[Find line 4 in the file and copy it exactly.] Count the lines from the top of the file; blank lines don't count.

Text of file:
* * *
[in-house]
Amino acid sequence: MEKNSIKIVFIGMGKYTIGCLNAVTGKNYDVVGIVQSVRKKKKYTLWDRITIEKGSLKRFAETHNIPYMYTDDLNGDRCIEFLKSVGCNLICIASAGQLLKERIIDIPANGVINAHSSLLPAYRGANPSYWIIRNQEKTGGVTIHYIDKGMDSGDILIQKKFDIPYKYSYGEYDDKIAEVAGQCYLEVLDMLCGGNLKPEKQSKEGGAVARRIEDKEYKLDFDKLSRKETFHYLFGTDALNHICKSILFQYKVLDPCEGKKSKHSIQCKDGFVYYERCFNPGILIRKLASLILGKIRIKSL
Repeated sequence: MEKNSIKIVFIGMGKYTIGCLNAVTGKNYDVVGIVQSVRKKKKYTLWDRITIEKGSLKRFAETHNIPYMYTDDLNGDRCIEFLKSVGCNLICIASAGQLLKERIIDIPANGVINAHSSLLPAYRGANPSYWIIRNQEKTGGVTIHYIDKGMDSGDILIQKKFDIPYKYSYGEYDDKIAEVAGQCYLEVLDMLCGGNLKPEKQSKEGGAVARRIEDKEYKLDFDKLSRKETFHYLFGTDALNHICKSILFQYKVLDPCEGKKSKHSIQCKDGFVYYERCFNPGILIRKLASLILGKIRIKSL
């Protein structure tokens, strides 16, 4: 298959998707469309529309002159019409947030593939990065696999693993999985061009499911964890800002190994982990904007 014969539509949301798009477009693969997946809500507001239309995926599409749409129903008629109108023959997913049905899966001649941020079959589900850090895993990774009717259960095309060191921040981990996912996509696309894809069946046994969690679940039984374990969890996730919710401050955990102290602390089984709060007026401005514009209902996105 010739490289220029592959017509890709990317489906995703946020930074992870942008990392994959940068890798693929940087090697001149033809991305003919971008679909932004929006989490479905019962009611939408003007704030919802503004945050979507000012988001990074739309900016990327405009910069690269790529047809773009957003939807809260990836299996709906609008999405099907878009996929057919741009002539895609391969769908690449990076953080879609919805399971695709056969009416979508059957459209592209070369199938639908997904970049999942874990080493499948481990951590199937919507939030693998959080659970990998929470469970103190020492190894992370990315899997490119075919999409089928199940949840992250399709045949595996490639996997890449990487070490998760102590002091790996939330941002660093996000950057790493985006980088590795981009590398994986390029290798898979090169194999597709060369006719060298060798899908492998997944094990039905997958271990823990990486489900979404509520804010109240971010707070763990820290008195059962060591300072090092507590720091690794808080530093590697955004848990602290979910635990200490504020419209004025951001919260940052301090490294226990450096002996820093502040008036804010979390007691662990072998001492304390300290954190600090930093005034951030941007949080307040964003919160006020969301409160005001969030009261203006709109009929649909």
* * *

């Protein structure tokens, strides 16, 4: 298959998707469309529309002159019409947030593939990065696999693993999985061009499911964890800002190994982990904007 014969539509949301798009477009693969997946809500507001239309995926599409749409129903008629109108023959997913049905899966001649941020079959589900850090895993990774009717259960095309060191921040981990996912996509696309894809069946046994969690679940039984374990969890996730919710401050955990102290602390089984709060007026401005514009209902996105 010739490289220029592959017509890709990317489906995703946020930074992870942008990392994959940068890798693929940087090697001149033809991305003919971008679909932004929006989490479905019962009611939408003007704030919802503004945050979507000012988001990074739309900016990327405009910069690269790529047809773009957003939807809260990836299996709906609008999405099907878009996929057919741009002539895609391969769908690449990076953080879609919805399971695709056969009416979508059957459209592209070369199938639908997904970049999942874990080493499948481990951590199937919507939030693998959080659970990998929470469970103190020492190894992370990315899997490119075919999409089928199940949840992250399709045949595996490639996997890449990487070490998760102590002091790996939330941002660093996000950057790493985006980088590795981009590398994986390029290798898979090169194999597709060369006719060298060798899908492998997944094990039905997958271990823990990486489900979404509520804010109240971010707070763990820290008195059962060591300072090092507590720091690794808080530093590697955004848990602290979910635990200490504020419209004025951001919260940052301090490294226990450096002996820093502040008036804010979390007691662990072998001492304390300290954190600090930093005034951030941007949080307040964003919160006020969301409160005001969030009261203006709109009929649909």